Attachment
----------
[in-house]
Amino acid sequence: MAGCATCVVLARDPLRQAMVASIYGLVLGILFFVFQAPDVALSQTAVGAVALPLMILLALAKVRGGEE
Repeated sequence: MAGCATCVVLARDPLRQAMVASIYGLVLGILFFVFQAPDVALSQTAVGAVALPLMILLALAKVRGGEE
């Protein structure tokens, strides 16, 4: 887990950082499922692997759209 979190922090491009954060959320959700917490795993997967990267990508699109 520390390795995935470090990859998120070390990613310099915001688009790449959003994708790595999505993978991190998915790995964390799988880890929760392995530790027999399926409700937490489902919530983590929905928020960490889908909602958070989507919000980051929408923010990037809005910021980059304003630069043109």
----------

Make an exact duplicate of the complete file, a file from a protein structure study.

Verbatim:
[in-house]
Amino acid sequence: MAGCATCVVLARDPLRQAMVASIYGLVLGILFFVFQAPDVALSQTAVGAVALPLMILLALAKVRGGEE
Repeated sequence: MAGCATCVVLARDPLRQAMVASIYGLVLGILFFVFQAPDVALSQTAVGAVALPLMILLALAKVRGGEE
């Protein structure tokens, strides 16, 4: 887990950082499922692997759209 979190922090491009954060959320959700917490795993997967990267990508699109 520390390795995935470090990859998120070390990613310099915001688009790449959003994708790595999505993978991190998915790995964390799988880890929760392995530790027999399926409700937490489902919530983590929905928020960490889908909602958070989507919000980051929408923010990037809005910021980059304003630069043109």